Non Anxious Presence – from Rev. Welch


Dear Friends and Members of the United Church of Norman-UCC

When I was in seminary and took classes on pastoral care, I came across a term; non anxious presence. The idea was that we have the possibilities of providing a safe space for others to express their anxieties if we ourselves don’t unload our anxieties on to others.

That is not so that we bottle up our feelings. It is so that others can freely express theirs. Well, my confession is that since this November 8th I have not been that non anxious presence. I think I’ve had my anxieties on display especially since the inauguration.

It seems like everything we value is under attack. From the principle that health care access should be a right to LGBT equality to religious freedom for all, including our Muslim brothers and sisters. Every time I check the news, online or otherwise, it can be immobilizing.

And yet, I think of our worship time as an energizing response. Sharing with others our hopes and fears makes a big difference for me. I look forward to it every week. And the activist responses of this congregation has been amazing. From the Women’s March to the recent interfaith health care clinic, which was captured by the photo above.

We’re building real relationships, even friendships. With the Muslim community in Norman. With other peace and justice minded folks in Oklahoma, and we’re living out a faith story for the community to see, that allows us to respond and not be passive to what is going on.

And yet as William James writes, we do need self care. The ability to catch up on the news and yet also take a break. Enjoy what we are fighting for. Our friends and relationships, the beauty of the state, music, poetry, literature, time with our animals. Whatever it is that charges us.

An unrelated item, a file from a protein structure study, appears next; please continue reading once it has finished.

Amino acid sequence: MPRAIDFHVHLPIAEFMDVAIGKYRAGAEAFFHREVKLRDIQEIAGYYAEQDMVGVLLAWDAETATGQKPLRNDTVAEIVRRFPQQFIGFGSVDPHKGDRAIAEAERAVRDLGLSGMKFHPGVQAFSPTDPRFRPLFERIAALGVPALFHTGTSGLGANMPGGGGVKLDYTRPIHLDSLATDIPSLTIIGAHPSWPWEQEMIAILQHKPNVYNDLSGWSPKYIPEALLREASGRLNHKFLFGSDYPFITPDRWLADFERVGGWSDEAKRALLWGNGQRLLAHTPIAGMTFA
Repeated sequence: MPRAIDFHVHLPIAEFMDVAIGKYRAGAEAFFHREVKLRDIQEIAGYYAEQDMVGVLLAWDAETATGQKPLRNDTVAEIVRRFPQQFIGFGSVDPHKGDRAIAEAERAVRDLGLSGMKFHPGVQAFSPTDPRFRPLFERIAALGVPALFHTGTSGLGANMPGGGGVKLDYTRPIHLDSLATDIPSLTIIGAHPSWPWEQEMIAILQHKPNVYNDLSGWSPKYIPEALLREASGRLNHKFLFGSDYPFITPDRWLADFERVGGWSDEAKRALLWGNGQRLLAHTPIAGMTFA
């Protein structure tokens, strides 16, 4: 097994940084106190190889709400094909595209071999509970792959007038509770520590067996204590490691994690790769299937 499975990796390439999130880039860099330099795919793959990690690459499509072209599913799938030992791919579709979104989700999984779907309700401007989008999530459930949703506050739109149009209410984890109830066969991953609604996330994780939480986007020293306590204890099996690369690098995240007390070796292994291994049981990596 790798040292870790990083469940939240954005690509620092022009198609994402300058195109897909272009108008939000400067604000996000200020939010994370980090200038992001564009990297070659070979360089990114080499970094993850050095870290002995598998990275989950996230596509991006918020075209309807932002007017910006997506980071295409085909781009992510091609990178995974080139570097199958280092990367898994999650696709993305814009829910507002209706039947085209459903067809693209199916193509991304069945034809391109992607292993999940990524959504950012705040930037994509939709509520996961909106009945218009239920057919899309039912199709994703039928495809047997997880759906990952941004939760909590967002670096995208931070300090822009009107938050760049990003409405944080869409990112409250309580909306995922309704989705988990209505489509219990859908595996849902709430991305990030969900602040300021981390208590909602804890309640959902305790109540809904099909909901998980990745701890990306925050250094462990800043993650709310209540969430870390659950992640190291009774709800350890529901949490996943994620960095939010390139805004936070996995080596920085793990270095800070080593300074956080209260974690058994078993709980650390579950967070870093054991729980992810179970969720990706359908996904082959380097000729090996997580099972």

I’m hoping this spring will not only connect us with ways to respond in an activist vein. But also to be able to respond in a way that takes care of ourselves and connects us with a holy energy that not only seeks change but also seeks wholeness for ourselves and the world.

So we’ll explore during Lent spiritual practices we might pick up that allows us that kind of space. One that can provide resources for living, in the world but also for ourselves, being responsive to our own needs as well as the needs of the community.


Rev. Dwight Welch



Adult Education and Future Events

Mark Davies , the Wimberly Professor of Social and Ecological Ethics at Oklahoma City University Petree College of Arts and Science, Founding Director at World House Institute for Social and Ecological Responsibility, and United Methodist minister will lead our Conversation Sunday February 5th from 9:45 a.m to 11: 45 a.m as we enjoy a potluck meal and discuss Moral Mondays and community organizing here in Oklahoma.

February 12, 19, and 26th Chris Carter is leading adult ed at 9:30 as we watch and discuss the PBS series from Jesus to Christ. A history of early Christian origins.



Book Club Febuary 13th

We’re discussing chapters 4 and 5 of Listen Liberal at Nancy Logan’s home 3200 Summit Bend at 7p



Food and Shelter Needs

Resident and Shelter Needs include soap, cleaning supplies, furniture, diapers. Kitchen Needs are dry sealed foods. Care Packets for the homeless include deodorant, self care products, snack foods



A New Recycling Box

Given the number of paper products we use for our morning gatherings and conversation box the Social Justice committee has set up a recycling box to discard those items. Look for it on Sundays!